Germany relaxes police language rules

German Federal Police logo Image copyright Adam Berry/Getty Images
Image caption The Federal Police has to make up numbers fast

Germany is trying to overcome a shortfall in police numbers by relaxing the language and other requirements for new recruits.

The Bundespolizei federal police have to fill more than 2,000 additional posts this year, and have decided that being able to perform push-ups and standing long-jumps should no longer be essential, the Berliner Morgenpost newspaper reports.

It has also scrapped height requirements for both men and women in the "middle-grade" roles in question, which involve patrolling demonstrations, airports and railway stations, and carrying out checks at border points.

But would-be officers must now excel at the more practical skill of short "shuttle run" bursts of speed, and the requirements for a twelve-minute run and a swimming qualification remain.

No dumbing down

Sticklers should not worry too much about any dumbing down in the German-language exam, either. It still consists of a 180-word dictation test, but the police said they have "slightly increased" the number of mistakes permitted for potential recruits, in order "to enlarge the pool of applicants who can proceed to the next parts of the exam".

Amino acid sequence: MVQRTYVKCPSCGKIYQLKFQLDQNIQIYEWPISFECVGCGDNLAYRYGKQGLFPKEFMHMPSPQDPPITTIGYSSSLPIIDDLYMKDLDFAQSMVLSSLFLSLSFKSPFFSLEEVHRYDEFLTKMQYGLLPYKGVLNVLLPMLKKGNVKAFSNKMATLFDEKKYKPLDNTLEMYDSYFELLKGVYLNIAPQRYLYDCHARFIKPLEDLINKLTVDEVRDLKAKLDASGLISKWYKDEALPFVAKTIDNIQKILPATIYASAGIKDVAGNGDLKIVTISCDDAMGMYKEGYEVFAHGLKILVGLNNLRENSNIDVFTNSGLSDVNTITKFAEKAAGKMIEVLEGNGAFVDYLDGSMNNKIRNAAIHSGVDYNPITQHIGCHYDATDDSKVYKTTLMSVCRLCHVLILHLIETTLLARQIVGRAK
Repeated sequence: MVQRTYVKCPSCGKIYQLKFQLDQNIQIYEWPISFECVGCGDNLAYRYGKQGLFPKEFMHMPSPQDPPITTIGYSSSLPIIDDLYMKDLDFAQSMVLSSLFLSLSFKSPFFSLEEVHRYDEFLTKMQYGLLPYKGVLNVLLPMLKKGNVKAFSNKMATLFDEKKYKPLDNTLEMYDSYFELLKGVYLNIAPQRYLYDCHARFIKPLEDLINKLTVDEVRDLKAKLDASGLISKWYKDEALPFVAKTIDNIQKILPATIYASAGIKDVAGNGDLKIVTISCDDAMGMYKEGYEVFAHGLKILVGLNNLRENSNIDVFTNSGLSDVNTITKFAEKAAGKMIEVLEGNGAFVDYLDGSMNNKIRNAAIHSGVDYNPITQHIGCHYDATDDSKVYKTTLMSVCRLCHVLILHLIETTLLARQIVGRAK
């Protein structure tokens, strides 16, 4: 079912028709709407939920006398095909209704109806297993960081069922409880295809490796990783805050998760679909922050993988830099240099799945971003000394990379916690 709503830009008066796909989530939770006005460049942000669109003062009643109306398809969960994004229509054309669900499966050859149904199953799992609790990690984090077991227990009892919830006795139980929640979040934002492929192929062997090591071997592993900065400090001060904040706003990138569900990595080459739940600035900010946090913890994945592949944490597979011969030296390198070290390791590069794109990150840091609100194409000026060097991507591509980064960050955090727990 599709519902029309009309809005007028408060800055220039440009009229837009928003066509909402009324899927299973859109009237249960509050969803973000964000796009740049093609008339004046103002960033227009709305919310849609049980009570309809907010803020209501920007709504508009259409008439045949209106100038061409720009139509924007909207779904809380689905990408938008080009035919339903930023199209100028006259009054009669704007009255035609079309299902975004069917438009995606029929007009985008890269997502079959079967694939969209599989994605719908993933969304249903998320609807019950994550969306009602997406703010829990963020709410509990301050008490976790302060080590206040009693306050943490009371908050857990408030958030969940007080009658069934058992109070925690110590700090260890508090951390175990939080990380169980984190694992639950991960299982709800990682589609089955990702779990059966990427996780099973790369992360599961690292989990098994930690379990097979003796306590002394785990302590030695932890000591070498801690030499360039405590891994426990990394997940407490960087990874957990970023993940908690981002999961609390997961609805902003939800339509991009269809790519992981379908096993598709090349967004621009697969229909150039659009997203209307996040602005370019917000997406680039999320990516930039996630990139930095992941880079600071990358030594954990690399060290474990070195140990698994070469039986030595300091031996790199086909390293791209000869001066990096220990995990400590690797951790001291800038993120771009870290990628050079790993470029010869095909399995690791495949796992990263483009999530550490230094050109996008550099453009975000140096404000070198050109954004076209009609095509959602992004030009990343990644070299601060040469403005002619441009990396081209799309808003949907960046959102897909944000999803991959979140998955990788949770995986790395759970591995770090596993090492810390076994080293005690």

They have also posted dictation examples on their recruitment page for budding officers to hone their language skills.

This takes into account the fact that citizens of other European Union countries are eligible to join the German police, and that a growing proportion of applicants in Germany itself come from migrant backgrounds, Morgenpost points out.

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Jörg Radek, the GdP trade union official responsible for Federal Police officers, said the service has had to "adapt to social change in the younger generation both in terms of intellectual and physical requirements... and be prepared to offer more practical training in the field".

Professional coaches told Morgenpost that the army has also had to adapt to providing more sedentary representatives of "Generation Chill", as it's known in Germany, with more on-the-job training, and that too high an initial bar risks losing potentially useful recruits.

This is made more acute this year by the expected retirement of about 850 experienced officers, the Deutsche Welle news site adds.

But the Federal Police are not going to compromise on one key issue - officers must have no tattoos on their face, neck or hands, and all other must be covered up.

Image copyright Sean Gallup/Getty Images
Image caption The Federal Police patrol airports and railway stations

Reporting by Martin Morgan

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